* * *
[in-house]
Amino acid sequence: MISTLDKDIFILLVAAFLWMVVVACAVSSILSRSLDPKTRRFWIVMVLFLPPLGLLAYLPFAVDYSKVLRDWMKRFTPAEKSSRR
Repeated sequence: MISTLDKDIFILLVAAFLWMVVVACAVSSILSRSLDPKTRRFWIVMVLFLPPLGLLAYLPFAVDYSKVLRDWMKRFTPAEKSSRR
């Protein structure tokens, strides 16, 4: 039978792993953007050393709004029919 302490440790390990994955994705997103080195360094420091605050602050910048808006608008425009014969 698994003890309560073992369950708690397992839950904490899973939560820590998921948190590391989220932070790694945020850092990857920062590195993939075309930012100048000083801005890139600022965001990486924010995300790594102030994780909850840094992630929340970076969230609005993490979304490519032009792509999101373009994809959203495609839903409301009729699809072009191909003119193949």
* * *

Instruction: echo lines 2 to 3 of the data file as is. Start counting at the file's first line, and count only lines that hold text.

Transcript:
Amino acid sequence: MISTLDKDIFILLVAAFLWMVVVACAVSSILSRSLDPKTRRFWIVMVLFLPPLGLLAYLPFAVDYSKVLRDWMKRFTPAEKSSRR
Repeated sequence: MISTLDKDIFILLVAAFLWMVVVACAVSSILSRSLDPKTRRFWIVMVLFLPPLGLLAYLPFAVDYSKVLRDWMKRFTPAEKSSRR